Ultimately, the court determined that Mr Brookfield had a reasonable belief that he was owed a debt by the relevant company, but there was no evidence that Mr Brookfield reasonably believed that that debt was a secured debt. Accordingly, the registration on the PPSR was unsustainable and it was removed. In addition, Mr Brookfield was exposed to civil penalties for the fraudulent conduct.

Ultimately, the court’s decision emphasises the importance of maintaining the integrity of the PPSR and the need to hold parties accountable where they were involved in fraudulent activities by knowingly registering financing statements without a valid security interest in the collateral described. The case also highlights the preparedness of the regulator of the PPSR to take action to prevent misuse and maintain the integrity of the PPSR, given that parties rely on it as the ‘source of truth’ in respect of personal property securities.

Misuse of the PPSR

The most extreme example of blatant misuse and fraudulent exploitation of the PPSR can be found in the case of Rubis v Garrett as Trustee of the Andrew Garrett Family Trust Trading as Dynamic Commercial Workforce Solutions (No 2) [2018] FCA 201. Mr Garrett, a bankrupt vexatious litigant, made 46 false registrations against 24 separate parties. They all applied to the court to have those registrations removed. Mr Garrett then sought to join a large number of parties to the proceedings, including, “to name but a few, her Majesty the Queen, as the two hundred and fifty first cross-respondent, using the description “Regina”; the High Court of Australia; all of the Members and Senators of the Commonwealth Parliament; this Court; the Chief Justice and other judges of the Court, including myself; together with a number of law societies and statutory legal profession regulatory bodies …”

In this case, the court determined that the Registrar should have acted to remove the false registrations before the matter proceeded to court, on the basis that the registrations were clearly vexatious. The court made note that the Registrar should have taken his public function into greater account, namely, to protect both the PPSR and the public from vexatious registrations. 

As noted above, the ease with which registrations may be made, and the fact that there are over 10 million registrations on the PPSR, demonstrates that the system may be open to abuse as it allows for the registration of a security interest by mere assertion.

There are often instances of improper use of the PPSR. Whilst the system is not perfect, cases such as the Brookfield case referred to above are helpful for parties to clearly demonstrate that there will be serious ramifications if such conduct is engaged in or where fraudulent PPS registrations already exist on the register and need to be removed. Strategies deployed with these principles in mind regularly enable our clients to avoid costly and unnecessary court proceedings and achieve their commercial objectives much more quickly.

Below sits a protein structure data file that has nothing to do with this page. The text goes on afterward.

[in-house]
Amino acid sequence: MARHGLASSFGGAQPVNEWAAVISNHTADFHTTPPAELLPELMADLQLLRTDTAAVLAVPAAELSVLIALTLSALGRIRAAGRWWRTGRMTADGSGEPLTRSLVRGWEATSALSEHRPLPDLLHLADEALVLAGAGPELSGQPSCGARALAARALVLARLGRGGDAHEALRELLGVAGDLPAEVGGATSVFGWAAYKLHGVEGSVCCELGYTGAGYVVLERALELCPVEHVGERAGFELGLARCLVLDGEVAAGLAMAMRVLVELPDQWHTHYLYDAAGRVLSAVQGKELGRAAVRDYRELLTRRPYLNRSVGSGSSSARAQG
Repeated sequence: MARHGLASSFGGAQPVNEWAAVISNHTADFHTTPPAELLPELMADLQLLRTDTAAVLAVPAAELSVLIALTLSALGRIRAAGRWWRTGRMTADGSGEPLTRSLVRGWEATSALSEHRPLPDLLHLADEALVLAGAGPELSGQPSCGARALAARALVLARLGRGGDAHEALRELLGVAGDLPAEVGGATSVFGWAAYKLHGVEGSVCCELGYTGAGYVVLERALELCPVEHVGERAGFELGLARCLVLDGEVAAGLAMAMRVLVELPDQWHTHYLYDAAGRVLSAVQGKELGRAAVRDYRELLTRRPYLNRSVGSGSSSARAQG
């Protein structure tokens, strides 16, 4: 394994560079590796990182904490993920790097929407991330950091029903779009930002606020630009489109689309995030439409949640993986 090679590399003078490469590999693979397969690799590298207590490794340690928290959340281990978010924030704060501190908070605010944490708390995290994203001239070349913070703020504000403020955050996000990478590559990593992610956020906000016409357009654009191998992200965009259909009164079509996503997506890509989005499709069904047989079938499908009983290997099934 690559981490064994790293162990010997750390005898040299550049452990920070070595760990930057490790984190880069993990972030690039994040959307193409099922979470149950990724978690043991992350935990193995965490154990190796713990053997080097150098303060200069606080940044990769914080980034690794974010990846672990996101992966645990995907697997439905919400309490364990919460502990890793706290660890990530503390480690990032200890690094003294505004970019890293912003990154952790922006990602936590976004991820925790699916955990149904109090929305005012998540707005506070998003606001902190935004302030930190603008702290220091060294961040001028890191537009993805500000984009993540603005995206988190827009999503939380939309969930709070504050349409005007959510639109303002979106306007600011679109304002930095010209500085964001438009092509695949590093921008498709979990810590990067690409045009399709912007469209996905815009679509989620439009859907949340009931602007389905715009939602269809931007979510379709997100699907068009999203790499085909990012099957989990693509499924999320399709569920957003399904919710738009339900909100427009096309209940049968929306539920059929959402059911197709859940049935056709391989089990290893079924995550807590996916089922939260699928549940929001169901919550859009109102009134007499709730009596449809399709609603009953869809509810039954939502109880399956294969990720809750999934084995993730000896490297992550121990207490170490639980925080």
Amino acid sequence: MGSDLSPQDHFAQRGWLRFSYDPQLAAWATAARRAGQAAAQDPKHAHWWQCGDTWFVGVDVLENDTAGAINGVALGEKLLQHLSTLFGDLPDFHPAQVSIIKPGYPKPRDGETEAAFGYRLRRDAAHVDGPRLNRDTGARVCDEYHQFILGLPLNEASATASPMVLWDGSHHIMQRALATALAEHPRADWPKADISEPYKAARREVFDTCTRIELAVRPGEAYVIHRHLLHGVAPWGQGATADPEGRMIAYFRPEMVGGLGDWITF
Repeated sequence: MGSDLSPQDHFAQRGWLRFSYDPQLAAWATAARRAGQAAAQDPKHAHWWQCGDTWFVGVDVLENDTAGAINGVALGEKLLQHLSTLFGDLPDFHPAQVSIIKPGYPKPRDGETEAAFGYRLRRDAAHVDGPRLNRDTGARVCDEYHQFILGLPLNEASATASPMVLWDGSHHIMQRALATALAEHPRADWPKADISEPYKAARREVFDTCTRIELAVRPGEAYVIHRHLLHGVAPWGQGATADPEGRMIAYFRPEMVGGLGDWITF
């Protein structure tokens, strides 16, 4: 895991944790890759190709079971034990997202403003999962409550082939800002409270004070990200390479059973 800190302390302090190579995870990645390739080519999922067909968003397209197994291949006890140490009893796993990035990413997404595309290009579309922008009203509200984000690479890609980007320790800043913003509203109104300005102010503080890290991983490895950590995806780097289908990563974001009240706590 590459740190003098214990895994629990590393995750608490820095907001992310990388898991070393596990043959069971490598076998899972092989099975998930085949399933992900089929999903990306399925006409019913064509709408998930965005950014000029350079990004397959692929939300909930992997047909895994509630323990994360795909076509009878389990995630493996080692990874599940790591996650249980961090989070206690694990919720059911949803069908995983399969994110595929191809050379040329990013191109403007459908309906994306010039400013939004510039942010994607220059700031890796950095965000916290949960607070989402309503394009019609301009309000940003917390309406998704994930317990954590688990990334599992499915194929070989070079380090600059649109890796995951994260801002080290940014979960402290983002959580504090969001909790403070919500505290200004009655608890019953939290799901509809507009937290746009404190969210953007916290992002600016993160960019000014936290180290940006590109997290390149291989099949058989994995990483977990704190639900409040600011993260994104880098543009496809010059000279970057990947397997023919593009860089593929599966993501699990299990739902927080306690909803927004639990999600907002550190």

Upcoming reforms

In light of the issues raised above, it is welcome news that the Government is proposing significant reforms to the PPSA, including reforms to the amendment demand process.

Under the current provisions, if an aggrieved grantor submits an amendment demand to a secured party to discharge their registration (on the basis that the secured party does not have a security interest in the grantor’s personal property), and the secured party either ignores or does not comply with the demand to discharge their registration, the grantor can invoke the involvement of the Registrar to have the registration discharged. However, the current process can be a lengthy one as it requires the Registrar to assess the merits of the grantor’s application, which invariably involves each of the grantor and the secured party making submissions to the Registrar.

Under the proposed reforms, the Registrar will simply be required to ask the secured party to show cause as to why the Registrar should not give effect to the demand to remove the contested registration. This clearly shifts the onus of establishing the existence of a valid security interest on the secured party, resulting in a much more streamlined amendment demand process.

Assuming the proposed reforms are enacted, the instances of cases such as Rubis v Garrett and Brookfield, and the opportunity for persons to make fraudulent registrations on the PPSR, should be diminished.

Despite the statutory provisions aimed at preventing fraudulent conduct, recent cases demonstrate the necessity for reform of the regime. The proposed reforms offer promise in streamlining processes, reducing opportunities for fraudulent registrations and a step toward better safeguarding of the integrity of the PPSR.

Authors: Gavin Stuart, Karen Wong & Emma Boyce